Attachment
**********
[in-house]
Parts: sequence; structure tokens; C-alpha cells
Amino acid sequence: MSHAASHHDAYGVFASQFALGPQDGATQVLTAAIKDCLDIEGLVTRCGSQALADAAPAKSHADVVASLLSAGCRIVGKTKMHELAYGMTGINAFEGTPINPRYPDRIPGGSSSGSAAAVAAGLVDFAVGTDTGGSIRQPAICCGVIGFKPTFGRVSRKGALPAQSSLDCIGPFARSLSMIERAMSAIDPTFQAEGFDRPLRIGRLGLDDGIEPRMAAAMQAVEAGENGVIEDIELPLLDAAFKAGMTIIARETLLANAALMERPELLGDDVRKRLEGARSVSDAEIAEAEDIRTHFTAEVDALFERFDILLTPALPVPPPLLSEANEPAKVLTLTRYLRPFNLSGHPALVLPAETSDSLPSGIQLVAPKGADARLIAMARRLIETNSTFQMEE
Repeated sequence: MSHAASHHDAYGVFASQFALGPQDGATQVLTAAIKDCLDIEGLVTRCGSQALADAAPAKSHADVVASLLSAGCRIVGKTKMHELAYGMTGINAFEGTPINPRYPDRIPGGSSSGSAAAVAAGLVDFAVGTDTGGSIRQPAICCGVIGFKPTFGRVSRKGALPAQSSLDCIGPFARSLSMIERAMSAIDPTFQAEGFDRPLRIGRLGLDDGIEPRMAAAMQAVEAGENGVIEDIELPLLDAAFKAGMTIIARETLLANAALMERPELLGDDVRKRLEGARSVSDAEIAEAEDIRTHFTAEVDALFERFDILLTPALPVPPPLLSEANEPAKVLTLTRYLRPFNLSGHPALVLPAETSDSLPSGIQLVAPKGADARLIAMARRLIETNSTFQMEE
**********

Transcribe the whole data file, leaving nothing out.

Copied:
[in-house]
Parts: sequence; structure tokens; C-alpha cells
Amino acid sequence: MSHAASHHDAYGVFASQFALGPQDGATQVLTAAIKDCLDIEGLVTRCGSQALADAAPAKSHADVVASLLSAGCRIVGKTKMHELAYGMTGINAFEGTPINPRYPDRIPGGSSSGSAAAVAAGLVDFAVGTDTGGSIRQPAICCGVIGFKPTFGRVSRKGALPAQSSLDCIGPFARSLSMIERAMSAIDPTFQAEGFDRPLRIGRLGLDDGIEPRMAAAMQAVEAGENGVIEDIELPLLDAAFKAGMTIIARETLLANAALMERPELLGDDVRKRLEGARSVSDAEIAEAEDIRTHFTAEVDALFERFDILLTPALPVPPPLLSEANEPAKVLTLTRYLRPFNLSGHPALVLPAETSDSLPSGIQLVAPKGADARLIAMARRLIETNSTFQMEE
Repeated sequence: MSHAASHHDAYGVFASQFALGPQDGATQVLTAAIKDCLDIEGLVTRCGSQALADAAPAKSHADVVASLLSAGCRIVGKTKMHELAYGMTGINAFEGTPINPRYPDRIPGGSSSGSAAAVAAGLVDFAVGTDTGGSIRQPAICCGVIGFKPTFGRVSRKGALPAQSSLDCIGPFARSLSMIERAMSAIDPTFQAEGFDRPLRIGRLGLDDGIEPRMAAAMQAVEAGENGVIEDIELPLLDAAFKAGMTIIARETLLANAALMERPELLGDDVRKRLEGARSVSDAEIAEAEDIRTHFTAEVDALFERFDILLTPALPVPPPLLSEANEPAKVLTLTRYLRPFNLSGHPALVLPAETSDSLPSGIQLVAPKGADARLIAMARRLIETNSTFQMEE